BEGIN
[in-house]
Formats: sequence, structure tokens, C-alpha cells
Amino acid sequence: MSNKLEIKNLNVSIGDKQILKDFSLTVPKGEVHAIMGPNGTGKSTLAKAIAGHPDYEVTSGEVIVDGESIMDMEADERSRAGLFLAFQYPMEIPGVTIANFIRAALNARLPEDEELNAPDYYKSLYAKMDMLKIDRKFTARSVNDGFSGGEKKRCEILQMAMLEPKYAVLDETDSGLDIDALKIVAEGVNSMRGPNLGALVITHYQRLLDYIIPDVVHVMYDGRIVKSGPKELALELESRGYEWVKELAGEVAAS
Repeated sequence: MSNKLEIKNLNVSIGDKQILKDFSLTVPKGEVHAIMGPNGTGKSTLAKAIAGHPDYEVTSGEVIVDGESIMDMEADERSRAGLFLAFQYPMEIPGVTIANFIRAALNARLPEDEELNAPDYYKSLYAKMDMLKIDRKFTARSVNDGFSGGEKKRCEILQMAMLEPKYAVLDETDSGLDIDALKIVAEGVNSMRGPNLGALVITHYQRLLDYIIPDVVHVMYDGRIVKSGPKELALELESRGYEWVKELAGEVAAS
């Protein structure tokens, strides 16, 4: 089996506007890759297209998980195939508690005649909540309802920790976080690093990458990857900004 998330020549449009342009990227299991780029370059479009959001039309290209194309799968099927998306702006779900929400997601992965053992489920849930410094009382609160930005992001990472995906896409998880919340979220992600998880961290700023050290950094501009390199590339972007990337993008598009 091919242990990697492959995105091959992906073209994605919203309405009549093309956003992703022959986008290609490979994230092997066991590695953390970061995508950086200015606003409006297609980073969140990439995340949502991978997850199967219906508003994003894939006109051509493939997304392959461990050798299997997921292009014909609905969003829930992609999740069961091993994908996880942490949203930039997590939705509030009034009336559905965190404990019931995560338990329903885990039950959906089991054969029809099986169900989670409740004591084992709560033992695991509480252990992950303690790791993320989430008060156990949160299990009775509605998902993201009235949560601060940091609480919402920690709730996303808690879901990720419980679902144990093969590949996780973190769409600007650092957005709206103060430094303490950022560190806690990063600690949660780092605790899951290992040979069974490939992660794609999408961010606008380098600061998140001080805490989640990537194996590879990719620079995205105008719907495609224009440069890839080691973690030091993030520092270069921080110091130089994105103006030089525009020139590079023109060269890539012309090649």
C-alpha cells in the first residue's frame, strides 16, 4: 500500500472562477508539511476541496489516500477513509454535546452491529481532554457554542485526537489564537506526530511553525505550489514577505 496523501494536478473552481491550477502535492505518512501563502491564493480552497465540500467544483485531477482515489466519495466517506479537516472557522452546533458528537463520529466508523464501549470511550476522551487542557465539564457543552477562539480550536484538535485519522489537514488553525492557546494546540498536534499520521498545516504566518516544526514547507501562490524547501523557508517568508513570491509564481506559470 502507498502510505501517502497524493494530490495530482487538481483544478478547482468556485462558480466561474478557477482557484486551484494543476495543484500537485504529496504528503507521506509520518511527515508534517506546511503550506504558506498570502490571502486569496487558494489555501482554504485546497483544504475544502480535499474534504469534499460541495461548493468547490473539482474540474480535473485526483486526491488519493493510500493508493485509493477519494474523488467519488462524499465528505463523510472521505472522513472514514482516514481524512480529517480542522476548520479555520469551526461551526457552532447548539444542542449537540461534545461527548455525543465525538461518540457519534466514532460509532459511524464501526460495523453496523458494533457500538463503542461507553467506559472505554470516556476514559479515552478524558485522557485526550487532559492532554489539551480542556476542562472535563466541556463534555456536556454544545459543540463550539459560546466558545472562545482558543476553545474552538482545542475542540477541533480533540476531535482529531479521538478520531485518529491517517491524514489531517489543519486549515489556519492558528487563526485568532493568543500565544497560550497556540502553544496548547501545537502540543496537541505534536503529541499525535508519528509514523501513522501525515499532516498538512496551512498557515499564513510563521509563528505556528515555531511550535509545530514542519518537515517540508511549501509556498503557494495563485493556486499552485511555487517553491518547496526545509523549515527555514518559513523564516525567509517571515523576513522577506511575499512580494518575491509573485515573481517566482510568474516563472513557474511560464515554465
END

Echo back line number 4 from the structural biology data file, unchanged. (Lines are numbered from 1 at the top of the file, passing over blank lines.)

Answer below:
Repeated sequence: MSNKLEIKNLNVSIGDKQILKDFSLTVPKGEVHAIMGPNGTGKSTLAKAIAGHPDYEVTSGEVIVDGESIMDMEADERSRAGLFLAFQYPMEIPGVTIANFIRAALNARLPEDEELNAPDYYKSLYAKMDMLKIDRKFTARSVNDGFSGGEKKRCEILQMAMLEPKYAVLDETDSGLDIDALKIVAEGVNSMRGPNLGALVITHYQRLLDYIIPDVVHVMYDGRIVKSGPKELALELESRGYEWVKELAGEVAAS